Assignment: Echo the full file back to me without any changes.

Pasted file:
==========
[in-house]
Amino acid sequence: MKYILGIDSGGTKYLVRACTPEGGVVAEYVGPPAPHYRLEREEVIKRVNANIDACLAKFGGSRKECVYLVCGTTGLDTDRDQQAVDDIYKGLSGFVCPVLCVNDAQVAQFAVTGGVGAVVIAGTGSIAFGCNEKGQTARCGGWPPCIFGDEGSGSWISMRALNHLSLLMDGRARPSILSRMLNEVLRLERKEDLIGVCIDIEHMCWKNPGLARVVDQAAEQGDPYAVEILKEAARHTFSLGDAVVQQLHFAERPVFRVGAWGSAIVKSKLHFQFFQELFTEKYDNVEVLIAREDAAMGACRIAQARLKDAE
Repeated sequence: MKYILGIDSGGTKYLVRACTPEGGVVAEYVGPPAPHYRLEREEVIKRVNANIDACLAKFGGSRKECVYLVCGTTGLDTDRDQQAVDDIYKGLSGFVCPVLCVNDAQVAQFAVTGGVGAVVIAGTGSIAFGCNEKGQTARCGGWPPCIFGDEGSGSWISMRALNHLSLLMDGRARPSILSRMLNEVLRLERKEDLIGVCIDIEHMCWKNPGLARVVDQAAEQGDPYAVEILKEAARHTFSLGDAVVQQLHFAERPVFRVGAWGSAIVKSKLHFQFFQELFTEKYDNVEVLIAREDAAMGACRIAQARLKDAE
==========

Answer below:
[in-house]
Amino acid sequence: MKYILGIDSGGTKYLVRACTPEGGVVAEYVGPPAPHYRLEREEVIKRVNANIDACLAKFGGSRKECVYLVCGTTGLDTDRDQQAVDDIYKGLSGFVCPVLCVNDAQVAQFAVTGGVGAVVIAGTGSIAFGCNEKGQTARCGGWPPCIFGDEGSGSWISMRALNHLSLLMDGRARPSILSRMLNEVLRLERKEDLIGVCIDIEHMCWKNPGLARVVDQAAEQGDPYAVEILKEAARHTFSLGDAVVQQLHFAERPVFRVGAWGSAIVKSKLHFQFFQELFTEKYDNVEVLIAREDAAMGACRIAQARLKDAE
Repeated sequence: MKYILGIDSGGTKYLVRACTPEGGVVAEYVGPPAPHYRLEREEVIKRVNANIDACLAKFGGSRKECVYLVCGTTGLDTDRDQQAVDDIYKGLSGFVCPVLCVNDAQVAQFAVTGGVGAVVIAGTGSIAFGCNEKGQTARCGGWPPCIFGDEGSGSWISMRALNHLSLLMDGRARPSILSRMLNEVLRLERKEDLIGVCIDIEHMCWKNPGLARVVDQAAEQGDPYAVEILKEAARHTFSLGDAVVQQLHFAERPVFRVGAWGSAIVKSKLHFQFFQELFTEKYDNVEVLIAREDAAMGACRIAQARLKDAE